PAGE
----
‘I’m going to kill some kids’
Amid the national uptick in mass shootings, campus safety has become a top concern for parents, with nearly 70% saying they are at least somewhat worried about a shooting unfolding at their child’s school, according to a Pew Research Center poll.
Mass school shooters often conduct significant research and planning prior to their attacks, according to recent Secret Service research. Previous shooters have surveilled the campus police officer “in order to learn his route, noting security camera locations and trying to arrange meetings with a targeted teacher,” the report notes. Some rely on maps.
Prior to the attack on a Nashville Christian elementary school in March, police said the perpetrator conducted extensive surveillance of the school and drew a map that outlined their attack plan, which left three children and three adults dead. Just last month, a 20-year-old St. Olaf College student was arrested and accused of planning an attack on the campus roughly 40 miles south of Minneapolis. Police say the student had a gun magazine, plans to buy guns, a list of security radio frequencies and a map of the school’s recreation center with an exit route.
Breaking from a common procedure for data leaks, the stolen Minneapolis records weren’t published to the dark web. Instead, as The 74 first revealed, download links were published on a faux technology news site that’s indexed by standard search engines. They’re also available on Telegram, the encrypted instant messaging service that’s been used by terror groups and violent far-right extremists.
A single Telegram account was identified in a recent Vice News investigation as a primary source in a nationwide wave of so-called swatting calls. The swat-for-hire account holder has reportedly called in dozens of false mass shooting reports nationwide that have sent police scrambling to respond. Perpetrators tend to make the phony threats sound as credible as possible and access to school floor plans — perhaps on the same platform they already use — could be seen as extremely valuable. In recent posts on the app, the Telegram user identified by Vice announced that an online marketplace to sell their swatting services was set to drop in late May or early June, possibly leading to an escalation in the hoax attacks that are already bedeviling law enforcement.
The Minneapolis cyber attack isn’t the first time that hackers have breached a school’s physical security safeguards and exploited parents’ fears of mass shootings. In 2017, hackers with the notorious ransomware gang TheDarkOverlord infiltrated district computer networks in multiple states and used school data to send parents threatening text messages that invoked the 2012 Sandy Hook Elementary School shooting. “I’m going to kill some kids at your son’s high school,” texts to Iowa parents read. In Montana, the hackers reportedly breached a district’s security cameras, allowing them to watch what was being recorded.
‘Complete damage control’
School safety experts told The 74 that Minneapolis officials must take immediate steps to mitigate risks after the hack. But the path forward, they said, won’t be easy.
Following a 2020 ransomware attack in Baltimore, the county school district reported nearly $10 million in recovery costs.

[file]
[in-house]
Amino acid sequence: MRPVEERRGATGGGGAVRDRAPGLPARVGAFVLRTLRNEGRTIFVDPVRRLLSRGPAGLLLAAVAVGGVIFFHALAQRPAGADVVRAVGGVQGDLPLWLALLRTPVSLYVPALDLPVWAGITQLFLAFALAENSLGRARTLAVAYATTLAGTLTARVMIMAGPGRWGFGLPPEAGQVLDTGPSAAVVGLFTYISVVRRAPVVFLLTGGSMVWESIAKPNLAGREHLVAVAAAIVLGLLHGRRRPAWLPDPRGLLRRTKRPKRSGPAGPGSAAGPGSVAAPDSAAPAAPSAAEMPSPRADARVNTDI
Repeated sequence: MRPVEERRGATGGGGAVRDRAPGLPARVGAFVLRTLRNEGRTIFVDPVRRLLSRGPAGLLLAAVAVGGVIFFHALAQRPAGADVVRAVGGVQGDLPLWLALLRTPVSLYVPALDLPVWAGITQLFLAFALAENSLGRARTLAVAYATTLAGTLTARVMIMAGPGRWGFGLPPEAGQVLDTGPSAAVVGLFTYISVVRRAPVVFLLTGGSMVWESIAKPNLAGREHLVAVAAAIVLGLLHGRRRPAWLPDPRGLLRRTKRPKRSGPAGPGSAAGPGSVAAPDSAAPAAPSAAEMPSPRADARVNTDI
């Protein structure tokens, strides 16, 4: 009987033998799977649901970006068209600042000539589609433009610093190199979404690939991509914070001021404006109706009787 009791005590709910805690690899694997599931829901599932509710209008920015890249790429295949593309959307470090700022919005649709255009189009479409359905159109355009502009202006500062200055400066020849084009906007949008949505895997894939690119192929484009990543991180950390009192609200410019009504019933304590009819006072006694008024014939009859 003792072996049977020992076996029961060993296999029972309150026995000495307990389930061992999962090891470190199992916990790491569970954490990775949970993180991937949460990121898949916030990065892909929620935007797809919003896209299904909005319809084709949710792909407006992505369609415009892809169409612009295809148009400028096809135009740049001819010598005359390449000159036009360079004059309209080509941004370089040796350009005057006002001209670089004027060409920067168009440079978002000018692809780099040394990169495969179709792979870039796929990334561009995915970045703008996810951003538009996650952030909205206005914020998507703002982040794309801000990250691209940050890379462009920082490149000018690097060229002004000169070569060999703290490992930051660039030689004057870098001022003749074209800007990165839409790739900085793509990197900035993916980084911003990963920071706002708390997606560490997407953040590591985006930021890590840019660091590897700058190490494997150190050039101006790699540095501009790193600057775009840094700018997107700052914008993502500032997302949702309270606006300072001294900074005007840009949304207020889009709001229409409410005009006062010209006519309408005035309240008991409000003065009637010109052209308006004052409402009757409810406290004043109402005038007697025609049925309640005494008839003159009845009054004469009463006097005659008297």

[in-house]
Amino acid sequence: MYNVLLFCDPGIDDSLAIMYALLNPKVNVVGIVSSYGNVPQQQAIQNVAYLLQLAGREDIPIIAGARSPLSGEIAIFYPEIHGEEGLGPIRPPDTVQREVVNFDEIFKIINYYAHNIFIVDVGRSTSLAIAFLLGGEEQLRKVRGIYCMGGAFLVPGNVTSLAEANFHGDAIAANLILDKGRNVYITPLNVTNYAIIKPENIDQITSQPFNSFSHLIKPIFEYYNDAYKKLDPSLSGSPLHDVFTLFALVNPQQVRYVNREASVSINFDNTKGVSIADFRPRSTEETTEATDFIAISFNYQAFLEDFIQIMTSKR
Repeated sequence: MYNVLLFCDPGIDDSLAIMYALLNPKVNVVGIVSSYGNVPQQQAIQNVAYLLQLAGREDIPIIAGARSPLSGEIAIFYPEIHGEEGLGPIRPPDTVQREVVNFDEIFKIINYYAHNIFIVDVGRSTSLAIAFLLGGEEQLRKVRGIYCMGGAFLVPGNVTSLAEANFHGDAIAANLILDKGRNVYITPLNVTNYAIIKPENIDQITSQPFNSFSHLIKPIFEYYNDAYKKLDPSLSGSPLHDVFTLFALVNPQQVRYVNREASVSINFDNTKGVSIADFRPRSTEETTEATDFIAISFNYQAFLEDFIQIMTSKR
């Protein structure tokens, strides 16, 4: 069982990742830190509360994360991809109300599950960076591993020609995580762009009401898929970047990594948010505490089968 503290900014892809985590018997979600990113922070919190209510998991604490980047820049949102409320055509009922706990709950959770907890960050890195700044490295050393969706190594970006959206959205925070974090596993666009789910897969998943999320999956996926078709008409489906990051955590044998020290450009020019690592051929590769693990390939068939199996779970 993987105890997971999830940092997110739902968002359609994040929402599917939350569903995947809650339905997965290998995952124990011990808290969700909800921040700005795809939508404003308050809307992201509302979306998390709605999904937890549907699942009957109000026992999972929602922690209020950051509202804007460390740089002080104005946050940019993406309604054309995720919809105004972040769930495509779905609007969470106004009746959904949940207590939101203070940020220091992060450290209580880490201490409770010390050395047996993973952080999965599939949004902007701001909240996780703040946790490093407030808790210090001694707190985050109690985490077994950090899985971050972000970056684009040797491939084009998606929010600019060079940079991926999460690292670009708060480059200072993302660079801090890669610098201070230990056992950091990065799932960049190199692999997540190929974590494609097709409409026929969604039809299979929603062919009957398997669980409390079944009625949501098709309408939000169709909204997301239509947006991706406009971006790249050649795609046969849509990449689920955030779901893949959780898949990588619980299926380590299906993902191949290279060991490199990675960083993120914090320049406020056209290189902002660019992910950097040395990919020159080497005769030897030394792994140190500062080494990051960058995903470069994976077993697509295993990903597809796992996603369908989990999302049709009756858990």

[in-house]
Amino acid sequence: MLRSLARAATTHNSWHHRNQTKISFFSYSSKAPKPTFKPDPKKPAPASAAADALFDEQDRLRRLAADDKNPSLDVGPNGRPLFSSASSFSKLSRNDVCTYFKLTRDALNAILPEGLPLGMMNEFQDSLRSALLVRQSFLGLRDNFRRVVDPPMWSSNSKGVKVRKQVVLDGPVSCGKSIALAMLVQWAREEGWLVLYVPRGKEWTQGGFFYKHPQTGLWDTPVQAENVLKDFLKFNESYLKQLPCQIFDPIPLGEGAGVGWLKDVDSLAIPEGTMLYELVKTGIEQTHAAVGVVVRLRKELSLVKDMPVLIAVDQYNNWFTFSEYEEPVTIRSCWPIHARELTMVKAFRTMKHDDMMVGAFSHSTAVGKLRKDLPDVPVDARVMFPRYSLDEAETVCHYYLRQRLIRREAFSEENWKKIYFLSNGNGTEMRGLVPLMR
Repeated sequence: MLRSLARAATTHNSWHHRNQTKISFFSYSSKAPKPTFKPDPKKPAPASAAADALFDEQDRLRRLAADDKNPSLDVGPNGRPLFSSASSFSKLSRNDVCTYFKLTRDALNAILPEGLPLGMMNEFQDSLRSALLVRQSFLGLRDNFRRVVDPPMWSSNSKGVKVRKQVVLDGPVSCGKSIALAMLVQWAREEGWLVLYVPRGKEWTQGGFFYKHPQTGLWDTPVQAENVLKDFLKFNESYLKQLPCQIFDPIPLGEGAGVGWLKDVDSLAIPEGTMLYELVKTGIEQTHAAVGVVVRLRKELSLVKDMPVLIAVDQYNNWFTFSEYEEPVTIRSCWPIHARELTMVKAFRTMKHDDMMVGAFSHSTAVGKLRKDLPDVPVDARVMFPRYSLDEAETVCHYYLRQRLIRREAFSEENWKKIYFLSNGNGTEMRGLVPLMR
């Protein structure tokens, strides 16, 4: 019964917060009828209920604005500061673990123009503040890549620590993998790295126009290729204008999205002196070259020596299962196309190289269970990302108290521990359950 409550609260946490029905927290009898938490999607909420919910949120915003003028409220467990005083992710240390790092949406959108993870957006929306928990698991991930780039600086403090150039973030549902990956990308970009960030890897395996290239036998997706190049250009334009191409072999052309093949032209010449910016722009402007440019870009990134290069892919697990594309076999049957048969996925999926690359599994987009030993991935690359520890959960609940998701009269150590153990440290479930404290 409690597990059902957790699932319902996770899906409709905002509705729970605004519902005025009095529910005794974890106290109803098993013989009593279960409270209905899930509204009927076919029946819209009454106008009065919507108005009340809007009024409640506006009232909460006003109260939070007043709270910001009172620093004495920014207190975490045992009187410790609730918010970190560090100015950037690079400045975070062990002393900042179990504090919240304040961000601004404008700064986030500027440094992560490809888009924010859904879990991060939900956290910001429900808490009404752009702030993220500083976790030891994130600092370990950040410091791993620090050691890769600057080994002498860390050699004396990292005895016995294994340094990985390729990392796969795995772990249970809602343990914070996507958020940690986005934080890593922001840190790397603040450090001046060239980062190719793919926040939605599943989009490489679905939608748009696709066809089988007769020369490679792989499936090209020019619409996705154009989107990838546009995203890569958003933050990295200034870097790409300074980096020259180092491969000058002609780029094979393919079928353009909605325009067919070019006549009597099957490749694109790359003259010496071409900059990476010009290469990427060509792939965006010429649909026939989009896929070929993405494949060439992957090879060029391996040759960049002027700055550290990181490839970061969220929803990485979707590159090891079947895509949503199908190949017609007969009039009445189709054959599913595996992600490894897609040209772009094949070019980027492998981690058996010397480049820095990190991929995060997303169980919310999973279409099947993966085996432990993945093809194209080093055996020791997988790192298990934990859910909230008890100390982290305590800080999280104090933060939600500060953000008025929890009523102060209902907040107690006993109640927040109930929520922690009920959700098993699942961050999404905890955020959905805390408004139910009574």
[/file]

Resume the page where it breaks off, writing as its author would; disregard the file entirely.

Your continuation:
“The district, at this point, has to be in complete damage control mode,” school security consultant Kenneth Trump told The 74, adding that school leaders must adopt heightened situational awareness of potential threats moving forward and shore up their cybersecurity procedures to prevent additional leakage. “You can’t put the genie back in the bottle, it’s already out there. The first step is to take a look at your systems and what steps that you can take to prevent it from happening again.”
Yet the district should steer clear of reconfiguring its breached physical security systems “just for the sake of ‘haha, now you don’t know where they are,’” said Trump, president of the Cleveland-based National School Safety and Security Services. Such a move, he said, could simply make the campuses more vulnerable.
“If they were where they were supposed to be in the first place, they were there to serve a specific purpose,” he said. “It makes no sense: ‘OK, you know one (camera) is in the back hallway. We’ll show you — we’ll take it out.’”
Because camera systems and other physical security infrastructure is “essentially immutable,” the hack presents an ongoing concern, Levin noted, and could be exploited by threat actors well into the future.
State law requires public entities to “establish appropriate security safeguards for all records containing data on individuals.” To Gemberling, of the Minnesota Coalition on Government Information, it’s clear that didn’t happen.
“Somewhere along the way, somebody is going to sue about this because we live in a pretty litigious society,” said Gemberling, who regularly fields questions about the viability of lawsuits after data breaches. “I’m a retired attorney, I’ve written law review articles about this stuff. If somebody were to call me about this particular one I’d say, ‘Go for it.’”
While the breached sensitive information about individuals could open the district to litigation, he said the physical security records present an even greater risk should someone use the information to carry out an act of violence.
“Now you’ve got serious problems, especially if people could prove that, but for the failure to keep the data secure, that (attack) would never have happened,” he said. “That’s what security is all about, is keeping people from getting hurt.”